In 2003, I suffered through the all of the arduous game play of Drakengard. It wasn’t fun. But, the interesting thing about it was that its story was enough to keep me coming back. In order to see all of Drakengard’s dark, horrifying and twisted world, I was fine with going through the tedious motions and clunky interfaces. It’s rare to find a game that has a story that’s just that good. I was expecting a similar experience with Drakengard 2. Indeed, I went through the same tedious motions and clunky interfaces. Unfortunately, the story was never enough to serve as a proper reward. It had its moments, but Drakengard 2 is difficult to recommend to even the most dedicated fans of both the series and of Yoko Taro’s unique approach to gaming.
In fact, Yoko Taro’s handiwork is nowhere to be seen in Drakengard 2. While it takes place in the same world as the first Drakengard, it’s clear from the jump-off that this is a game lighter in tone and story telling. Taking place 18 years after Drakengard’s first ending, Drakengard 2 tells the story of a young boy named Nowe. Raised by a blue dragon named Legna, Nowe has just finished his training to become one of the Knights of the Seal. The Knights of the Seal protect the seals that keep the world’s balance. While his new job duties sound good on paper, Nowe doesn’t realize the lengths these knights will go to in order to protect the seals. This, coupled with his mysterious origins, could usher in an age of destruction or an age of hope to their world. The story is very by-the-books and predictable. Its enjoyable moments start to pour in near the end, but the journey to get to these doesn’t feel like it’s part of the Drakengard brand. Nowe feels out of place as a leading protagonist. Nowe wants to save the world. He wants to protect his friends. That’d be fine in any other game, but these characteristics make him feel like a fish out of water in the Drakengard world. One of his partners, Ulrick, feels more like a leading character. Nowe is joined by others as the game progresses. Aside from Ulrick, there is his best friend Eris from the Knights of the Seal, and Manah who played a critical role in the first Drakengard. Nowe interacts well with them, but he shows the best onscreen chemistry with Legna. In fact, I enjoyed the dialogue whenever Legna was on screen and divulging his wisdom.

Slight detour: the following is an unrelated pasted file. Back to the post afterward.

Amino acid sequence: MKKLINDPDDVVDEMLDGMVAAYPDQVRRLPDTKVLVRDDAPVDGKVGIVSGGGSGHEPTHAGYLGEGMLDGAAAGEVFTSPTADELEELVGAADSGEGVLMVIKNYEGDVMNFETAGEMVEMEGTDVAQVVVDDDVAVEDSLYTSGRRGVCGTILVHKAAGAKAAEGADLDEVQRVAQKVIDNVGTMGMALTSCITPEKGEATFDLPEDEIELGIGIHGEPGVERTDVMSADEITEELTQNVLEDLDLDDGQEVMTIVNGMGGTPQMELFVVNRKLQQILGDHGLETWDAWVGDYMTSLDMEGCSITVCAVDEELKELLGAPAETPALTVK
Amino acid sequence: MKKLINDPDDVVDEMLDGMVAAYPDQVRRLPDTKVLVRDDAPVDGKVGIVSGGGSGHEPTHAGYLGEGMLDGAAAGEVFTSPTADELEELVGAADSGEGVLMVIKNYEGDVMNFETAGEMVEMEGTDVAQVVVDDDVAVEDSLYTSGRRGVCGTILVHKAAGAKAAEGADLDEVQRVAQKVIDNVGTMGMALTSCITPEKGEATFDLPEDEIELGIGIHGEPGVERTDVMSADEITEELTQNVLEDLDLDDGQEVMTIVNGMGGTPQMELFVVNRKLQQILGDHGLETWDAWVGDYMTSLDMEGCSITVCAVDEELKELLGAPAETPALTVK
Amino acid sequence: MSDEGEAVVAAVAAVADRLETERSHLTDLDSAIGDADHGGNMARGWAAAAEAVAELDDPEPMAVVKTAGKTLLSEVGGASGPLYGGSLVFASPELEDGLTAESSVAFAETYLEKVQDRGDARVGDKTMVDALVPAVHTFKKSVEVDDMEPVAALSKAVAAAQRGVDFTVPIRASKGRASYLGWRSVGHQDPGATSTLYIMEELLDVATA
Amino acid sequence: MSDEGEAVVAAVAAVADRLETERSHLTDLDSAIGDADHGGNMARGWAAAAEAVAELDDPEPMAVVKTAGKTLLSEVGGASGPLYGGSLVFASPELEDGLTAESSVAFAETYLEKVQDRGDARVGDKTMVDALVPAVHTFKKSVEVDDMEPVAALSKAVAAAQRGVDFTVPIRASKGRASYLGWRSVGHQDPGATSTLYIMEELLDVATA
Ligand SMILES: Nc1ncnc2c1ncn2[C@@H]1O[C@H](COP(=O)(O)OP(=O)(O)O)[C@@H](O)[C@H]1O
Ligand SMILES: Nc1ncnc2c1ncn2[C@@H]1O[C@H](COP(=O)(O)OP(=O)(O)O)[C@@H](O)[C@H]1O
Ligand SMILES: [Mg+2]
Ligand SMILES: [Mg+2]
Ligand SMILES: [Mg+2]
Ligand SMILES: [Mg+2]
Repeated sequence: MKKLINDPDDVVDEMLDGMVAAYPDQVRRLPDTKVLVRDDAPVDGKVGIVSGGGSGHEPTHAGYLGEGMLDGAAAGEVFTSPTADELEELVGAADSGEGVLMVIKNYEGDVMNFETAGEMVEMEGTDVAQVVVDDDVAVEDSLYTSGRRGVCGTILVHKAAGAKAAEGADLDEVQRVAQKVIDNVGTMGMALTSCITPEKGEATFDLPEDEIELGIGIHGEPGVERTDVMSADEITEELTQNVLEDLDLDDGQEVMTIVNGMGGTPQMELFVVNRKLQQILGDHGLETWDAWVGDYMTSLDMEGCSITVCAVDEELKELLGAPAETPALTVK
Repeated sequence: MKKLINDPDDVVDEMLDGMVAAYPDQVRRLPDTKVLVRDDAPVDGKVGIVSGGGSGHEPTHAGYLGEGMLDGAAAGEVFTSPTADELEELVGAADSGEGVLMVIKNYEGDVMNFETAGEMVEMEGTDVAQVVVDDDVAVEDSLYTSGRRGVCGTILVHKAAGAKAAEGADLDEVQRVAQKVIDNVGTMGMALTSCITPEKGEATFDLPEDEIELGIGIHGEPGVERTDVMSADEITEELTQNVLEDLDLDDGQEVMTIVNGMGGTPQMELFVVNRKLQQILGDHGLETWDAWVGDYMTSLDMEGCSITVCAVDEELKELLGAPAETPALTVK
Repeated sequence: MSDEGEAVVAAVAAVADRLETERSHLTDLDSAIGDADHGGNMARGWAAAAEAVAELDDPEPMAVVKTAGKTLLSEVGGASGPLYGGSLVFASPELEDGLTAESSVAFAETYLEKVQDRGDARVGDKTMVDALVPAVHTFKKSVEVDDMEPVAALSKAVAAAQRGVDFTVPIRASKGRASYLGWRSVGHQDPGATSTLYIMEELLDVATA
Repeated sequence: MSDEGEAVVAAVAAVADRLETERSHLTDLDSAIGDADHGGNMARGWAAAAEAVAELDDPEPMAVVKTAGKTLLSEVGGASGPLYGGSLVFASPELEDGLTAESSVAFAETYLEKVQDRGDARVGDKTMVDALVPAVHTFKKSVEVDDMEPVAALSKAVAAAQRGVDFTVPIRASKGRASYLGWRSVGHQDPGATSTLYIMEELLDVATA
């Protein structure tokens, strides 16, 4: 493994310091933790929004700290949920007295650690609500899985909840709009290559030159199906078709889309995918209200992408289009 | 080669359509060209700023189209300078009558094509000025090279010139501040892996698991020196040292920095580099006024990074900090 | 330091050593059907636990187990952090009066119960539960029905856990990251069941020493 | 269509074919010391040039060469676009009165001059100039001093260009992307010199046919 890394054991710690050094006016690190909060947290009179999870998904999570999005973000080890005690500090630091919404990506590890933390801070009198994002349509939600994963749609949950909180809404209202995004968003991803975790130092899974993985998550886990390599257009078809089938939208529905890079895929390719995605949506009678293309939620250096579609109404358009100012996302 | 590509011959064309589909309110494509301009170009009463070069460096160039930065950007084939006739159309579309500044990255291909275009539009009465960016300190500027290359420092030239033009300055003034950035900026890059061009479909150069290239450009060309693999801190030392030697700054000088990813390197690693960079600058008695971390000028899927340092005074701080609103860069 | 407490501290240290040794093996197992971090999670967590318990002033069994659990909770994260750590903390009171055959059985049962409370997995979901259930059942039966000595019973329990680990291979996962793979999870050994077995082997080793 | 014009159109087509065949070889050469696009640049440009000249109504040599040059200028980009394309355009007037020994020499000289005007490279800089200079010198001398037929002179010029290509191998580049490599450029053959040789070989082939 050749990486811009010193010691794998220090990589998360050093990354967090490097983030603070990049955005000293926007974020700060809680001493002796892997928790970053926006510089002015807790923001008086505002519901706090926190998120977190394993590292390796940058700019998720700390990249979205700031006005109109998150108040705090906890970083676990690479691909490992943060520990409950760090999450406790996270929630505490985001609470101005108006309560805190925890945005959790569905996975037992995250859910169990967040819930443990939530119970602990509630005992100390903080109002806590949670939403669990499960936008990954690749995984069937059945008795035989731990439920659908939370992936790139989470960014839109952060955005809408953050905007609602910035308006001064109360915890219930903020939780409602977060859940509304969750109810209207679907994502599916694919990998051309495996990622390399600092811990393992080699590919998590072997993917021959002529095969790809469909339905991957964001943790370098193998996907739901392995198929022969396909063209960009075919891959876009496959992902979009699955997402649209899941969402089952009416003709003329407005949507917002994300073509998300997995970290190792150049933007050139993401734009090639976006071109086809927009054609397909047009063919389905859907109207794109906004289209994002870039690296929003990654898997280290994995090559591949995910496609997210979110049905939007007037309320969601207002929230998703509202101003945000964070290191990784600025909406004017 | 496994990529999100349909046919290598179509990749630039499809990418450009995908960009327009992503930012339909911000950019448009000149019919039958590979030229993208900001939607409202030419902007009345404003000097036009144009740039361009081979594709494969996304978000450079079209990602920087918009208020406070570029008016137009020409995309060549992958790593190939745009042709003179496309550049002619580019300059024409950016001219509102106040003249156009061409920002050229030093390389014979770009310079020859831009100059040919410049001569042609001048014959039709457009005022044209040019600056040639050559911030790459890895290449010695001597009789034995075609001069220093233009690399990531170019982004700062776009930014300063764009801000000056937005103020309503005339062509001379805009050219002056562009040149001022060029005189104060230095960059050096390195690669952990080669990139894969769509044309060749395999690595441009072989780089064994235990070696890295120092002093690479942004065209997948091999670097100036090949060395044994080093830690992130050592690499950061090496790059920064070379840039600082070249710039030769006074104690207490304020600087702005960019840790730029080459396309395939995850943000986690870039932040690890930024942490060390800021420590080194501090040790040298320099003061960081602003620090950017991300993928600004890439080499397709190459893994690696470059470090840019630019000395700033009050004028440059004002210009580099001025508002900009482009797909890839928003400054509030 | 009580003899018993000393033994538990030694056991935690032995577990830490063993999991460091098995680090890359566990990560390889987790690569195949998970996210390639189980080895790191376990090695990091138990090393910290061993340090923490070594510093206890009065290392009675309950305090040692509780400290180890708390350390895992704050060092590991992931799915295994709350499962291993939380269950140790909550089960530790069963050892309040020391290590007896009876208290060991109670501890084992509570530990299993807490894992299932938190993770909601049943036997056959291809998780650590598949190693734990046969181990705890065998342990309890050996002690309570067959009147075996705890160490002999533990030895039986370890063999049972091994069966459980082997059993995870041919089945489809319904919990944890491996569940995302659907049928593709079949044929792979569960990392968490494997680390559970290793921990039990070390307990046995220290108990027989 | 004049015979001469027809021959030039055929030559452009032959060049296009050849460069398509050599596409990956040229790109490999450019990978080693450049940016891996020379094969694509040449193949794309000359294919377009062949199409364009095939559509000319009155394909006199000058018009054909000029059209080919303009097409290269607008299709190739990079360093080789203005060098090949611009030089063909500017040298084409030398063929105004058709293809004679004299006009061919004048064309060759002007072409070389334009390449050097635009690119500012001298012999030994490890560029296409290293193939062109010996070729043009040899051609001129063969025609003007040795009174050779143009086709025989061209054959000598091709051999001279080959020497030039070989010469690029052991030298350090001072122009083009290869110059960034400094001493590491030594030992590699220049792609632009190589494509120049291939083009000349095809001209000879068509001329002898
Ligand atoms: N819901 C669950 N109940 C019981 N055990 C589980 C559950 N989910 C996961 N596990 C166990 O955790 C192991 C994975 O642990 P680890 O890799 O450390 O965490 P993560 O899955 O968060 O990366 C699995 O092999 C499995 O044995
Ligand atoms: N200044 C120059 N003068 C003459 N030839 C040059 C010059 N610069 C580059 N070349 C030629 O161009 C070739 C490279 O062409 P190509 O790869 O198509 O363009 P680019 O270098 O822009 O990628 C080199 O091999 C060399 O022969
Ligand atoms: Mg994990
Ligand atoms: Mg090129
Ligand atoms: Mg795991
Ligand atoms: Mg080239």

One factor that added to said enjoyment was the voice acting. Everyone in Drakengard 2 was voiced with an English accent that adds to the setting. Every voice actor and actress did an excellent job giving the locales of this world more personality. Musically, Drakengard 2 is a step above the first game. You’ll be hearing the same tracks over and over, but they’re well composed. The theme song, Growing Wings, is an especially beautiful piece of music. Graphically, Drakengard 2 shows little to no improvement from its predecessor. The areas you explore are bland. Most of the enemies are generic creatures seen in mythology. Nowe and his friends have choppy, awkward motions. There isn’t much to get excited about here. It’s upsetting because Cavia usually delivers with their graphics. There are some absolutely gorgeous FMVs thrown into the story, but as expected, there are too few of these.